Nature’s way: Bionics make engines quieter and more efficient

Engineers are developing bionic com­po­nents for tomorrow’s aircraft engines.

02.2019 | Text: Monika Weiner

Monika Weiner has been working as a science journalist since 1985. A geology graduate, she is especially interested in new developments in research and technology, and in their impact on society.


Na­ture had sev­er­al bil­lion years to evolve and de­vel­op the per­fect so­lu­tions for its needs. Wood, for ex­am­ple, gets its rigid­i­ty and strength from its cell walls. Bones have a light­weight struc­ture and yet are in­cred­i­bly strong. Reeds have dif­fer­ent lay­ers of cells that make them tough as well as flex­i­ble. And thanks to their struc­tured sur­face, the leaves of the lo­tus flower can re­pel wa­ter and dirt, while shark scales have den­ti­cles that help re­duce drag in the wa­ter.

Ex­am­ples from na­ture such as these have been spark­ing cre­ativ­i­ty and in­spi­ra­tion for hu­man in­ven­tions for years. Even Leonar­do da Vin­ci stud­ied the flight of birds pri­or to build­ing his fly­ing ma­chines—even if his first at­tempts at fly­ing failed be­cause they re­lied on hu­man strength alone to gen­er­ate the nec­es­sary lift. But the con­cept of cre­at­ing lift through propul­sion is still found on­board all air­craft to this day. Fol­low­ing in da Vin­ci’s foot­steps, en­gi­neers to­day al­so take in­spi­ra­tion and ap­ply prin­ci­ples from na­ture when they de­vel­op ma­te­ri­als and com­po­nents.

From development to manufacturing

Additive manufacturing Numerical simulation is used to develop the bionic structure of a component, which is then reproduced in metal by means of additive manufacturing.

Huge innovation potential

Bion­ics, a port­man­teau of “bi­ol­o­gy” and “elec­tron­ics,” has be­come a field of re­search in its own right. As the founder and CEO of Ger­man com­pa­ny die Bioniker GbR and a con­sul­tant at Al­tran Deutsch­land, Markus Holler­mann is a firm be­liev­er in the huge in­no­va­tion po­ten­tial that bion­ics of­fers. “Bion­ics isn’t about copy­ing na­ture but about learn­ing from it—ap­ply­ing its prin­ci­ples to elec­tron­ic prod­ucts and process­es and de­vel­op­ing new func­tion­al­i­ties. Us­ing ex­am­ples from na­ture, we can cre­ate com­po­nents for avi­a­tion ap­pli­ca­tions that are light­weight, ex­cep­tion­al­ly strong and that ab­sorb sound.”

(strich:A bionic component is printed layer by layer) Controlling an additive manufacturing machine. Hover over the image for a bigger view

A bionic component is printed layer by layer Controlling an additive manufacturing machine.


A bionic component is printed layer by layer Controlling an additive manufacturing machine.

(strich:Material-conserving process) Production of a bracket tray. Hover over the image for a bigger view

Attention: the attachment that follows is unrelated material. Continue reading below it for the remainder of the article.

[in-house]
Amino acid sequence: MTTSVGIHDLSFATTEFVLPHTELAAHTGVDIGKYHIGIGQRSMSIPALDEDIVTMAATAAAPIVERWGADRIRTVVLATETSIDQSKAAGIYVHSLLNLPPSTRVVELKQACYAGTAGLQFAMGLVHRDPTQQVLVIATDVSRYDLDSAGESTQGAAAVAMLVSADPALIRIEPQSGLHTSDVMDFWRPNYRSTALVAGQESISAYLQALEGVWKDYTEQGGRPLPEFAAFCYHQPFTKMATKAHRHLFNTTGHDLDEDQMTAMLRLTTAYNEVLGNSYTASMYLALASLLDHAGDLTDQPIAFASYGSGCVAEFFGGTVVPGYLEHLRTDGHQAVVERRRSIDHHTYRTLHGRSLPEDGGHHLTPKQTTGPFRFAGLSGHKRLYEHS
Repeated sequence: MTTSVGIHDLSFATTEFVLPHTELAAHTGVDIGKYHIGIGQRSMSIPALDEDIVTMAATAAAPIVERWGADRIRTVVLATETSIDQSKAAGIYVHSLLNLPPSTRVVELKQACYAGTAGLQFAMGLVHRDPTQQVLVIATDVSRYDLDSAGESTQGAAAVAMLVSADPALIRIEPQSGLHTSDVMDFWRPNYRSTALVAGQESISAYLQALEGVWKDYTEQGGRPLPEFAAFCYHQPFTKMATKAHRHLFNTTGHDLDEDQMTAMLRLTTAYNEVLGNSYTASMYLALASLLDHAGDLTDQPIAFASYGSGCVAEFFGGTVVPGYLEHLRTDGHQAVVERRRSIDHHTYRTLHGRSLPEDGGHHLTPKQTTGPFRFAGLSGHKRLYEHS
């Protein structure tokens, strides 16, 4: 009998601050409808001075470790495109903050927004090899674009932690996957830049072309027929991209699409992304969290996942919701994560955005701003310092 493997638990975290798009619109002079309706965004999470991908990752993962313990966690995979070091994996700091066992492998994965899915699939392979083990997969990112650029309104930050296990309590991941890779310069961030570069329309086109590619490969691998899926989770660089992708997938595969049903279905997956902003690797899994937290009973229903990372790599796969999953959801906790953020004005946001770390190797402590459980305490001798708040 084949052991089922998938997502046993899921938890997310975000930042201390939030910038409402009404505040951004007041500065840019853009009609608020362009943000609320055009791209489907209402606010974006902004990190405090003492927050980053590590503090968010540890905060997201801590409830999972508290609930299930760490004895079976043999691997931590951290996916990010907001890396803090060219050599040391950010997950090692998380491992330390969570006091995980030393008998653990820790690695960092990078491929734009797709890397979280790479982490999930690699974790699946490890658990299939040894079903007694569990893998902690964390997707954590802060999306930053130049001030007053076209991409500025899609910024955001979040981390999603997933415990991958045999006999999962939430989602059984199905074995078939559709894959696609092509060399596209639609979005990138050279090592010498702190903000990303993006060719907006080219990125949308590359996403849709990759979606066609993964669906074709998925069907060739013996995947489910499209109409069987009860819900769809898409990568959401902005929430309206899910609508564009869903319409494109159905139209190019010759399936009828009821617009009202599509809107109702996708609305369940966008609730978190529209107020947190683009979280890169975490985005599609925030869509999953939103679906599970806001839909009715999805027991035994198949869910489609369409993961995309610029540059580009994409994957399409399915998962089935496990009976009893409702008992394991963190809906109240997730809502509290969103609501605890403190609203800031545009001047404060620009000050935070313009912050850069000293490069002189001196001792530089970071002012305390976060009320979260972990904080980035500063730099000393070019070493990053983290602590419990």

Material-conserving process Production of a bracket tray.


Material-conserving process Production of a bracket tray.

Bion­ic struc­tures can be used as a ba­sis for lighter, qui­eter and more ef­fi­cient en­gine de­signs—at least the­o­ret­i­cal­ly. For a long time, how­ev­er, this ap­peared im­pos­si­ble to trans­late in­to prac­tice. That’s be­cause con­ven­tion­al com­po­nents are forged or cast, which makes it dif­fi­cult to in­te­grate cav­i­ties or de­signs based on na­ture. But now, ad­di­tive man­u­fac­tur­ing process­es are open­ing up a world of new op­por­tu­ni­ties for de­sign en­gi­neers. A year ago, MTU Aero En­gines formed its own bion­ic de­sign team as part of its Cen­ter of Ex­cel­lence for ad­di­tive man­u­fac­tur­ing.

Head­ed by Dr. Mark Welling, the team has now de­vel­oped a bion­ic com­po­nent: a brack­et for oil lines. Giv­en that the com­po­nent is crit­i­cal to safe en­gine op­er­a­tion, it must meet strin­gent re­quire­ments to ob­tain ap­proval from the avi­a­tion au­thor­i­ties. Un­like the con­ven­tion­al, straight-edged brack­ets that are milled, this new brack­et is curved and takes a shape not dis­sim­i­lar to a bone. “The new de­sign en­abled us to cut the weight of the com­po­nent in half, with­out in­ter­fer­ing with the strength or damp­ing char­ac­ter­is­tics,” says Welling. It’s no co­in­ci­dence that the de­sign re­sem­bles a bone: “Na­ture is ex­treme­ly eco­nom­i­cal; it doesn’t in­vest any more than what is re­quired. If you look at bones, ex­tra ma­te­r­i­al is present on­ly in places where it’s ab­solute­ly nec­es­sary for sta­bil­i­ty. We used a sim­i­lar prin­ci­ple to op­ti­mize our brack­ets—you could say that they’re the re­sult of ac­cel­er­at­ed evo­lu­tion.”

Inside MTU Ideation Challenge Bionic

Na­ture has its own per­fect so­lu­tions—we just have to dis­cov­er them. In 2017, MTU called on em­ploy­ees at all its lo­ca­tions world­wide to take part in the Ideation Chal­lenge and con­tribute their ideas and an­swers to the ques­tions: What can we learn from na­ture that can be ap­plied to en­gine con­struc­tion? And what’s the best way to com­bine bion­ic de­sign with ad­di­tive man­u­fac­tur­ing?

A to­tal of 67 peo­ple sub­mit­ted en­tries on­line, ten of which were se­lect­ed by a team of ex­perts for the next round. The short­list­ed con­tenders then had one last chance to pitch their ideas to a pan­el of man­agers. Fi­nal­ly, the pan­el se­lect­ed three win­ners who were re­ward­ed with the op­por­tu­ni­ty to put their ideas in­to prac­tice.